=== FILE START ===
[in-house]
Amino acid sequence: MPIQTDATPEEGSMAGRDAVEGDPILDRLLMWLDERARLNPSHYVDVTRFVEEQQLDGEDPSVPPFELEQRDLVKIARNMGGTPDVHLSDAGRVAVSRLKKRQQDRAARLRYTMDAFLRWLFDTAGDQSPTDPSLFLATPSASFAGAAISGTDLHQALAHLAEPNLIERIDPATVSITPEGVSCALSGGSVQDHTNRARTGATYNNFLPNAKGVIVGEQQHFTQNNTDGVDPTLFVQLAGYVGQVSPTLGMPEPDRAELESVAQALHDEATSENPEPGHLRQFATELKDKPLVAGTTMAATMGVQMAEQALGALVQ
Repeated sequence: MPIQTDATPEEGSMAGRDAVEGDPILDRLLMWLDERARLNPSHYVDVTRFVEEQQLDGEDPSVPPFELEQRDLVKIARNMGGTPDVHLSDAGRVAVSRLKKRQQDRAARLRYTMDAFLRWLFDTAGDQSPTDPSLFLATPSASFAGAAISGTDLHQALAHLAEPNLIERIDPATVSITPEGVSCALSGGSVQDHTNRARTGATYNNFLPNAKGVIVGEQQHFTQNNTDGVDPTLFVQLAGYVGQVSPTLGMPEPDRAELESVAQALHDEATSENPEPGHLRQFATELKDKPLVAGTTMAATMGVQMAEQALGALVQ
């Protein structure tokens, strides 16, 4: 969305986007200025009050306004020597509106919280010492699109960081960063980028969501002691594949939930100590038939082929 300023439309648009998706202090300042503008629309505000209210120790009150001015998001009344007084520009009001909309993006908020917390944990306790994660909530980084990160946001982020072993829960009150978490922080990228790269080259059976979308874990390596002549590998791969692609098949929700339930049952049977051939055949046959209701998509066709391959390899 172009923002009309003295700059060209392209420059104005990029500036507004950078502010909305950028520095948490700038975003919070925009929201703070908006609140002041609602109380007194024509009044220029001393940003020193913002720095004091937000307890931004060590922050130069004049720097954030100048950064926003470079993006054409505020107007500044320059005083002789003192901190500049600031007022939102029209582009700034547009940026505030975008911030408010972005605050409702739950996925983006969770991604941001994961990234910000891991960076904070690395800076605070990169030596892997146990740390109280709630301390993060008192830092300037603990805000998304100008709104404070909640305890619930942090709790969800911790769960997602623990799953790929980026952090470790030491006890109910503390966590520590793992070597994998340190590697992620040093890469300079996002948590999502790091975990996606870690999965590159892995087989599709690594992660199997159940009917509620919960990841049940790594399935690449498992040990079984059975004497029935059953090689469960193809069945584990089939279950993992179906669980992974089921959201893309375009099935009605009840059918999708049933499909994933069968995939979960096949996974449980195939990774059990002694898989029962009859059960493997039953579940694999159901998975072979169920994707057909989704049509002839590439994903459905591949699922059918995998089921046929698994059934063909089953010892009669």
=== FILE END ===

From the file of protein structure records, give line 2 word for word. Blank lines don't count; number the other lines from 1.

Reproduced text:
Amino acid sequence: MPIQTDATPEEGSMAGRDAVEGDPILDRLLMWLDERARLNPSHYVDVTRFVEEQQLDGEDPSVPPFELEQRDLVKIARNMGGTPDVHLSDAGRVAVSRLKKRQQDRAARLRYTMDAFLRWLFDTAGDQSPTDPSLFLATPSASFAGAAISGTDLHQALAHLAEPNLIERIDPATVSITPEGVSCALSGGSVQDHTNRARTGATYNNFLPNAKGVIVGEQQHFTQNNTDGVDPTLFVQLAGYVGQVSPTLGMPEPDRAELESVAQALHDEATSENPEPGHLRQFATELKDKPLVAGTTMAATMGVQMAEQALGALVQ